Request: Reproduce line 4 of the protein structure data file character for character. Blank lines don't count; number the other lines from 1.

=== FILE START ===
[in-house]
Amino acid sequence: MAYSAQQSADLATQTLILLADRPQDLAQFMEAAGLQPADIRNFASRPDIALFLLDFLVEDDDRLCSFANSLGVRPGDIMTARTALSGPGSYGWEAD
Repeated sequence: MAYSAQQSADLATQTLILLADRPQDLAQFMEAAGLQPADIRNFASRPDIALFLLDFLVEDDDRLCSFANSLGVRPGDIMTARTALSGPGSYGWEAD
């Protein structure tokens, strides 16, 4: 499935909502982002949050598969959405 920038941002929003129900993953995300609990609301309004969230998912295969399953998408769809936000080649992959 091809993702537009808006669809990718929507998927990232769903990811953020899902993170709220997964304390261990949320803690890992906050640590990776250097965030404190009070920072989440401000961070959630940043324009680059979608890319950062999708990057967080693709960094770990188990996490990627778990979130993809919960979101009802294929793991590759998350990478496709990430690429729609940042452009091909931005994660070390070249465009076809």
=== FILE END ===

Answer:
């Protein structure tokens, strides 16, 4: 499935909502982002949050598969959405 920038941002929003129900993953995300609990609301309004969230998912295969399953998408769809936000080649992959 091809993702537009808006669809990718929507998927990232769903990811953020899902993170709220997964304390261990949320803690890992906050640590990776250097965030404190009070920072989440401000961070959630940043324009680059979608890319950062999708990057967080693709960094770990188990996490990627778990979130993809919960979101009802294929793991590759998350990478496709990430690429729609940042452009091909931005994660070390070249465009076809």